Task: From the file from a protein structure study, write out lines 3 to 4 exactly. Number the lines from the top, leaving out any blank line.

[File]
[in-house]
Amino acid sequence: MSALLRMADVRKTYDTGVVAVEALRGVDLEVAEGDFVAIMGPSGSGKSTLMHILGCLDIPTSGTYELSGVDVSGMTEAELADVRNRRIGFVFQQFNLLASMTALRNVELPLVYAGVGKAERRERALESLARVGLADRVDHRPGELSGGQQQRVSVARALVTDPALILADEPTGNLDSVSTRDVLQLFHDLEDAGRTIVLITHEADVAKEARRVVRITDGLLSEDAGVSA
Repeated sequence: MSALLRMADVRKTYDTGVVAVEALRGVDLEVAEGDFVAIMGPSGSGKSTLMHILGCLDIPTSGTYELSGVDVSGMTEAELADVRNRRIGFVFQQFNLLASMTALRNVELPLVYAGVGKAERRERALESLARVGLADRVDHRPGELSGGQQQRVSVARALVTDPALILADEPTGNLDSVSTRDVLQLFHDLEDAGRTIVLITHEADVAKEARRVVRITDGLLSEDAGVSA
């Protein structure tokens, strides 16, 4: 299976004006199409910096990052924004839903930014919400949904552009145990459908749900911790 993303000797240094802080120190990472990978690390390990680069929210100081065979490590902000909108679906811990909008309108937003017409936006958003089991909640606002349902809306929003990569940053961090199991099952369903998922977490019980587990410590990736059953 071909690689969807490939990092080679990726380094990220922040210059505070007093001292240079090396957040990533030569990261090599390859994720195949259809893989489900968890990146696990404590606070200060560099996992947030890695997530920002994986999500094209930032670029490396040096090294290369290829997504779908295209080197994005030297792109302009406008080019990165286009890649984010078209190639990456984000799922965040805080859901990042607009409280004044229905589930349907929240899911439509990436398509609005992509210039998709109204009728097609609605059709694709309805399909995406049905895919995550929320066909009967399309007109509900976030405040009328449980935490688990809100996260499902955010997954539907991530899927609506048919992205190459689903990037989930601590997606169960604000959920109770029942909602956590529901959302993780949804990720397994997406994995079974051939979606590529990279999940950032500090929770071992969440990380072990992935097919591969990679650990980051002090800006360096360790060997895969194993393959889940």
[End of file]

Repeated sequence: MSALLRMADVRKTYDTGVVAVEALRGVDLEVAEGDFVAIMGPSGSGKSTLMHILGCLDIPTSGTYELSGVDVSGMTEAELADVRNRRIGFVFQQFNLLASMTALRNVELPLVYAGVGKAERRERALESLARVGLADRVDHRPGELSGGQQQRVSVARALVTDPALILADEPTGNLDSVSTRDVLQLFHDLEDAGRTIVLITHEADVAKEARRVVRITDGLLSEDAGVSA
């Protein structure tokens, strides 16, 4: 299976004006199409910096990052924004839903930014919400949904552009145990459908749900911790 993303000797240094802080120190990472990978690390390990680069929210100081065979490590902000909108679906811990909008309108937003017409936006958003089991909640606002349902809306929003990569940053961090199991099952369903998922977490019980587990410590990736059953 071909690689969807490939990092080679990726380094990220922040210059505070007093001292240079090396957040990533030569990261090599390859994720195949259809893989489900968890990146696990404590606070200060560099996992947030890695997530920002994986999500094209930032670029490396040096090294290369290829997504779908295209080197994005030297792109302009406008080019990165286009890649984010078209190639990456984000799922965040805080859901990042607009409280004044229905589930349907929240899911439509990436398509609005992509210039998709109204009728097609609605059709694709309805399909995406049905895919995550929320066909009967399309007109509900976030405040009328449980935490688990809100996260499902955010997954539907991530899927609506048919992205190459689903990037989930601590997606169960604000959920109770029942909602956590529901959302993780949804990720397994997406994995079974051939979606590529990279999940950032500090929770071992969440990380072990992935097919591969990679650990980051002090800006360096360790060997895969194993393959889940």